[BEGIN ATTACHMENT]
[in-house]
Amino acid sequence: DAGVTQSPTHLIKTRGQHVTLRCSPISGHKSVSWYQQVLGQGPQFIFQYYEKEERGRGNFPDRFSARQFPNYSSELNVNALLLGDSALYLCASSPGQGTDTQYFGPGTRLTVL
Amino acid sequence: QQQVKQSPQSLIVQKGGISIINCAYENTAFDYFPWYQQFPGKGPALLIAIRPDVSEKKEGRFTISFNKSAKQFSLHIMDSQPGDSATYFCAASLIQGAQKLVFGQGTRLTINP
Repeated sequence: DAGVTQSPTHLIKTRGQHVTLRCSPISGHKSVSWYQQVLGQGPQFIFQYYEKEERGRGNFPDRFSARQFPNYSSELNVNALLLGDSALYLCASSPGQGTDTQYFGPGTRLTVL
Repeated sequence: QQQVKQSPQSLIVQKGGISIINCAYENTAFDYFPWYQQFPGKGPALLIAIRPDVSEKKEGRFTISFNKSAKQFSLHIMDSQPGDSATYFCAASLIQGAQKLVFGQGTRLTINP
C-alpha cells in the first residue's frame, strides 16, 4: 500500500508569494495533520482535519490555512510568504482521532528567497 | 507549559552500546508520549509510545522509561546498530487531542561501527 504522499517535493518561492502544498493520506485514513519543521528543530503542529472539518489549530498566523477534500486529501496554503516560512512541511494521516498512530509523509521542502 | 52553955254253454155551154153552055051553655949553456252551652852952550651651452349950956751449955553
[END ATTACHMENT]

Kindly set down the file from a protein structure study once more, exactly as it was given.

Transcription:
[in-house]
Amino acid sequence: DAGVTQSPTHLIKTRGQHVTLRCSPISGHKSVSWYQQVLGQGPQFIFQYYEKEERGRGNFPDRFSARQFPNYSSELNVNALLLGDSALYLCASSPGQGTDTQYFGPGTRLTVL
Amino acid sequence: QQQVKQSPQSLIVQKGGISIINCAYENTAFDYFPWYQQFPGKGPALLIAIRPDVSEKKEGRFTISFNKSAKQFSLHIMDSQPGDSATYFCAASLIQGAQKLVFGQGTRLTINP
Repeated sequence: DAGVTQSPTHLIKTRGQHVTLRCSPISGHKSVSWYQQVLGQGPQFIFQYYEKEERGRGNFPDRFSARQFPNYSSELNVNALLLGDSALYLCASSPGQGTDTQYFGPGTRLTVL
Repeated sequence: QQQVKQSPQSLIVQKGGISIINCAYENTAFDYFPWYQQFPGKGPALLIAIRPDVSEKKEGRFTISFNKSAKQFSLHIMDSQPGDSATYFCAASLIQGAQKLVFGQGTRLTINP
C-alpha cells in the first residue's frame, strides 16, 4: 500500500508569494495533520482535519490555512510568504482521532528567497 | 507549559552500546508520549509510545522509561546498530487531542561501527 504522499517535493518561492502544498493520506485514513519543521528543530503542529472539518489549530498566523477534500486529501496554503516560512512541511494521516498512530509523509521542502 | 52553955254253454155551154153552055051553655949553456252551652852952550651651452349950956751449955553